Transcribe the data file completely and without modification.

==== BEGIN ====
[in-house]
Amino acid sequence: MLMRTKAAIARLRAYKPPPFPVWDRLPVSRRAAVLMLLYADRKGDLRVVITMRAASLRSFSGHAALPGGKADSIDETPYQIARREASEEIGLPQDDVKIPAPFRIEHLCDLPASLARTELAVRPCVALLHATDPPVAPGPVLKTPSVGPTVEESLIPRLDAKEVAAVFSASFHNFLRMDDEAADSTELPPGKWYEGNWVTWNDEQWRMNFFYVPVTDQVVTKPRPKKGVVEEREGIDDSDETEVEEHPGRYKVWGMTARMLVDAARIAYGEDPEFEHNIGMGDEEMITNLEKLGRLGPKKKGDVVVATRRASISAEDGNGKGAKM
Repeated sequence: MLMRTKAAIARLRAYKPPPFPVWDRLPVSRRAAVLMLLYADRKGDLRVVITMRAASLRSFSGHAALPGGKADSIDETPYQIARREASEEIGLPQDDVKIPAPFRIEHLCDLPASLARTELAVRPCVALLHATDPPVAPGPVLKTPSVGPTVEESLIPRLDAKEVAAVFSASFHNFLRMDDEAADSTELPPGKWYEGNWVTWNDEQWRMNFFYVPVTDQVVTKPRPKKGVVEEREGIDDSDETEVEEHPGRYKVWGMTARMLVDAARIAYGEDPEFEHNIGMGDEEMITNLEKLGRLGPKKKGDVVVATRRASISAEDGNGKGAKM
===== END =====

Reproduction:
[in-house]
Amino acid sequence: MLMRTKAAIARLRAYKPPPFPVWDRLPVSRRAAVLMLLYADRKGDLRVVITMRAASLRSFSGHAALPGGKADSIDETPYQIARREASEEIGLPQDDVKIPAPFRIEHLCDLPASLARTELAVRPCVALLHATDPPVAPGPVLKTPSVGPTVEESLIPRLDAKEVAAVFSASFHNFLRMDDEAADSTELPPGKWYEGNWVTWNDEQWRMNFFYVPVTDQVVTKPRPKKGVVEEREGIDDSDETEVEEHPGRYKVWGMTARMLVDAARIAYGEDPEFEHNIGMGDEEMITNLEKLGRLGPKKKGDVVVATRRASISAEDGNGKGAKM
Repeated sequence: MLMRTKAAIARLRAYKPPPFPVWDRLPVSRRAAVLMLLYADRKGDLRVVITMRAASLRSFSGHAALPGGKADSIDETPYQIARREASEEIGLPQDDVKIPAPFRIEHLCDLPASLARTELAVRPCVALLHATDPPVAPGPVLKTPSVGPTVEESLIPRLDAKEVAAVFSASFHNFLRMDDEAADSTELPPGKWYEGNWVTWNDEQWRMNFFYVPVTDQVVTKPRPKKGVVEEREGIDDSDETEVEEHPGRYKVWGMTARMLVDAARIAYGEDPEFEHNIGMGDEEMITNLEKLGRLGPKKKGDVVVATRRASISAEDGNGKGAKM